Sources of the energy used in Commission buildings

Sources of the energy used in Commission buildings

On 22 July 2020, Polish Member of the European Parliament (MEP) Elżbieta Kruk of the European Conservatives and Reformists Group posed a written parliamentary question to the European Commission:

“Given that one of the main priorities of the Commission, including its President, Ursula von der Leyen, is the European Green Deal, ensuring climate neutrality by 2052 and moving economies over to the use of energy sources that do not emit greenhouse gases, I would like to ask the following:

1. From what sources, in percentage terms, does the energy used in the Commission’s buildings come?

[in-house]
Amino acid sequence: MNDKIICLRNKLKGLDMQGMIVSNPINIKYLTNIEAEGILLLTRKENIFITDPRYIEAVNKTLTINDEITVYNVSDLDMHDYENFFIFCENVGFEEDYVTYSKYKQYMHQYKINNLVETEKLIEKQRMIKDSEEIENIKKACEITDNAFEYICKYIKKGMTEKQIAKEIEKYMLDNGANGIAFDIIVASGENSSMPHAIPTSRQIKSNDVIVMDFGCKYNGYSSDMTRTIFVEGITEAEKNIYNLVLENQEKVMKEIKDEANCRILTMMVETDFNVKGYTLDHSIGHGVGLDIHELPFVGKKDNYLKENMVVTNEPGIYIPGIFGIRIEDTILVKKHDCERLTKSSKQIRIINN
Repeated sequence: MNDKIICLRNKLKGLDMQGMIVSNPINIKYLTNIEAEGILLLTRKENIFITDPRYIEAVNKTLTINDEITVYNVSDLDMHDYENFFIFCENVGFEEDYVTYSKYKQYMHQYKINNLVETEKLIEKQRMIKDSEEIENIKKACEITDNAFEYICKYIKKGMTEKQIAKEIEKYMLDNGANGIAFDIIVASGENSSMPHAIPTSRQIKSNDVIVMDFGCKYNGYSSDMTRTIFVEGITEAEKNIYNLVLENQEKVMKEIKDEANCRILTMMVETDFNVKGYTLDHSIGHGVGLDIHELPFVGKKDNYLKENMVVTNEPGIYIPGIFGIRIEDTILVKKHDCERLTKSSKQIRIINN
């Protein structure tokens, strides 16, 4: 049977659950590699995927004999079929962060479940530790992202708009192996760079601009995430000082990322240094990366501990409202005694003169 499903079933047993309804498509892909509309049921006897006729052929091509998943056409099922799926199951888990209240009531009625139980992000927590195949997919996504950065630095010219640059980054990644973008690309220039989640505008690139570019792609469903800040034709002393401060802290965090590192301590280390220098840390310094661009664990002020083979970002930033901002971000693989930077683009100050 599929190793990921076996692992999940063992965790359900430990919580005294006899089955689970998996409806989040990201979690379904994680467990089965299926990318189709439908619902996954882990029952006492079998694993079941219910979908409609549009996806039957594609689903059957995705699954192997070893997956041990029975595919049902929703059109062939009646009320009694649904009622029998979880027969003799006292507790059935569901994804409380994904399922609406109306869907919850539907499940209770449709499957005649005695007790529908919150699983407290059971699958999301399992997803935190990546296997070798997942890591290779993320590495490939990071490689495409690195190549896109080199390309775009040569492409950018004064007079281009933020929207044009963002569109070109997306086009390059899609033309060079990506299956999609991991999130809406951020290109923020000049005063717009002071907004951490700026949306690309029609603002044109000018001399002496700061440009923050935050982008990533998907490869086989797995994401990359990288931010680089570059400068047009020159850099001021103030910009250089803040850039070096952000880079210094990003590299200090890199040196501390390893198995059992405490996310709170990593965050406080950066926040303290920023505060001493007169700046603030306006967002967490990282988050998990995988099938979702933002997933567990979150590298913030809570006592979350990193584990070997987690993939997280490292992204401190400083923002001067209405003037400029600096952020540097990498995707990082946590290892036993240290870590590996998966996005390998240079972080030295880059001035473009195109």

2. Are there plans to bring these buildings into line with the trends suggested by the Commission in the future?”

On 2 February 2021, Budget and Administration Commissioner Johannes Hahn responded on behalf of the European Commission stating: “Through its energy contract, the Commission is purchasing 100% renewable energy with guarantees of origin, from the following sources: 85% hydro, 11% wind, 4% solar. According to the Belgian power distribution system, the electricity supplied to the Commission buildings in Brussels is based on the energy mix in Belgium. The Commission took note of the new Belgian government’s commitment to close nuclear stations by 2025. Regarding the energy for heating, it is currently natural gas; the Commission will explore how to use heating from renewable sources in the next call for tender.

In the European Green Deal Communication, the Commission also expressed its keenness to reduce its environmental impact as an institution and as an employer. It will present a comprehensive action plan to become climate neutral by 2030.”


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